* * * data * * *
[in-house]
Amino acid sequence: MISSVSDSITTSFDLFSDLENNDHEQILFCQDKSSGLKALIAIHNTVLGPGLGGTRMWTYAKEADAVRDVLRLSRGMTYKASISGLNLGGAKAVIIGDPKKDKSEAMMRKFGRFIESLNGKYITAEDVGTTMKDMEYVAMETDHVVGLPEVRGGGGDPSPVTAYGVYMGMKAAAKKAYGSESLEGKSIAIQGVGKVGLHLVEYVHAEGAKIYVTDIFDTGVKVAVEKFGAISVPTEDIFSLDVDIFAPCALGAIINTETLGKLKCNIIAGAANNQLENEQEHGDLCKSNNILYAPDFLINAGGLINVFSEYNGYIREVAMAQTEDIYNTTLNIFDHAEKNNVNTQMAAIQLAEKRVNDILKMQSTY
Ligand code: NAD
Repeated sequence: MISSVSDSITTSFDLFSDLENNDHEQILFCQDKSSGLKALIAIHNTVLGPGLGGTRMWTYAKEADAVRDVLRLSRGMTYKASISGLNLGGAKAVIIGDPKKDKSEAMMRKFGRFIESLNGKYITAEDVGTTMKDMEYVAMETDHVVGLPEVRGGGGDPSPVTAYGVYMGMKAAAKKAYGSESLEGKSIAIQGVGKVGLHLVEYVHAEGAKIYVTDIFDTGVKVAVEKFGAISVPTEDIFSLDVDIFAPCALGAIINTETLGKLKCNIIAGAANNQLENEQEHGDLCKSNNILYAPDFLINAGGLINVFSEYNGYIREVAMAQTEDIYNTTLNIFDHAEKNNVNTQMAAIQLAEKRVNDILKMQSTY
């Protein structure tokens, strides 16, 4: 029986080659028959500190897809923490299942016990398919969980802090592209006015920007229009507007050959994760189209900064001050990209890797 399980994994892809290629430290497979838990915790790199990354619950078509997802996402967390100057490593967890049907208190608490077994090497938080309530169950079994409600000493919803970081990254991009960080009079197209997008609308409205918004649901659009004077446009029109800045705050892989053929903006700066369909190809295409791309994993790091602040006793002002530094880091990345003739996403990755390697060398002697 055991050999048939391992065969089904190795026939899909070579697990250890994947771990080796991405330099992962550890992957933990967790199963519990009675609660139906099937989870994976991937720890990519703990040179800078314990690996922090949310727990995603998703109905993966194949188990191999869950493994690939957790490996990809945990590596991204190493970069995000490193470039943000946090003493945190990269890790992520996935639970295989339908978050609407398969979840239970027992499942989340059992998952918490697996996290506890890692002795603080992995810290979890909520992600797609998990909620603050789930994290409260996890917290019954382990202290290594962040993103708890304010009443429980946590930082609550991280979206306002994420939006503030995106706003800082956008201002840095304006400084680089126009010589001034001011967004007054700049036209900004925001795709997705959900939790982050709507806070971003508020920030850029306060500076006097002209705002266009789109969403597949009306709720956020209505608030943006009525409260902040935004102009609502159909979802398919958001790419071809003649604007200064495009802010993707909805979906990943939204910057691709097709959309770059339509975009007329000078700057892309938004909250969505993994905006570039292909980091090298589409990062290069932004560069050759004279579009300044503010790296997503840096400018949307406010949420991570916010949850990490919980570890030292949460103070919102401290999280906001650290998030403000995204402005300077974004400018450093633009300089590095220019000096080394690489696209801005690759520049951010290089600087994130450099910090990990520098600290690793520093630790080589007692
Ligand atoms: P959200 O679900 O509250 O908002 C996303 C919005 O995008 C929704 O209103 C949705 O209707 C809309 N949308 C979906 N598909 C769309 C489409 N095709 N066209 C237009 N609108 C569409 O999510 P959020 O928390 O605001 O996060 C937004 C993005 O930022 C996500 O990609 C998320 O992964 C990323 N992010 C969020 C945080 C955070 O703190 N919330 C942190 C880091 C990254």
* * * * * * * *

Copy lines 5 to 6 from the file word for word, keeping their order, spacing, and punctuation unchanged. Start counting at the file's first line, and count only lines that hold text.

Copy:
């Protein structure tokens, strides 16, 4: 029986080659028959500190897809923490299942016990398919969980802090592209006015920007229009507007050959994760189209900064001050990209890797 399980994994892809290629430290497979838990915790790199990354619950078509997802996402967390100057490593967890049907208190608490077994090497938080309530169950079994409600000493919803970081990254991009960080009079197209997008609308409205918004649901659009004077446009029109800045705050892989053929903006700066369909190809295409791309994993790091602040006793002002530094880091990345003739996403990755390697060398002697 055991050999048939391992065969089904190795026939899909070579697990250890994947771990080796991405330099992962550890992957933990967790199963519990009675609660139906099937989870994976991937720890990519703990040179800078314990690996922090949310727990995603998703109905993966194949188990191999869950493994690939957790490996990809945990590596991204190493970069995000490193470039943000946090003493945190990269890790992520996935639970295989339908978050609407398969979840239970027992499942989340059992998952918490697996996290506890890692002795603080992995810290979890909520992600797609998990909620603050789930994290409260996890917290019954382990202290290594962040993103708890304010009443429980946590930082609550991280979206306002994420939006503030995106706003800082956008201002840095304006400084680089126009010589001034001011967004007054700049036209900004925001795709997705959900939790982050709507806070971003508020920030850029306060500076006097002209705002266009789109969403597949009306709720956020209505608030943006009525409260902040935004102009609502159909979802398919958001790419071809003649604007200064495009802010993707909805979906990943939204910057691709097709959309770059339509975009007329000078700057892309938004909250969505993994905006570039292909980091090298589409990062290069932004560069050759004279579009300044503010790296997503840096400018949307406010949420991570916010949850990490919980570890030292949460103070919102401290999280906001650290998030403000995204402005300077974004400018450093633009300089590095220019000096080394690489696209801005690759520049951010290089600087994130450099910090990990520098600290690793520093630790080589007692
Ligand atoms: P959200 O679900 O509250 O908002 C996303 C919005 O995008 C929704 O209103 C949705 O209707 C809309 N949308 C979906 N598909 C769309 C489409 N095709 N066209 C237009 N609108 C569409 O999510 P959020 O928390 O605001 O996060 C937004 C993005 O930022 C996500 O990609 C998320 O992964 C990323 N992010 C969020 C945080 C955070 O703190 N919330 C942190 C880091 C990254």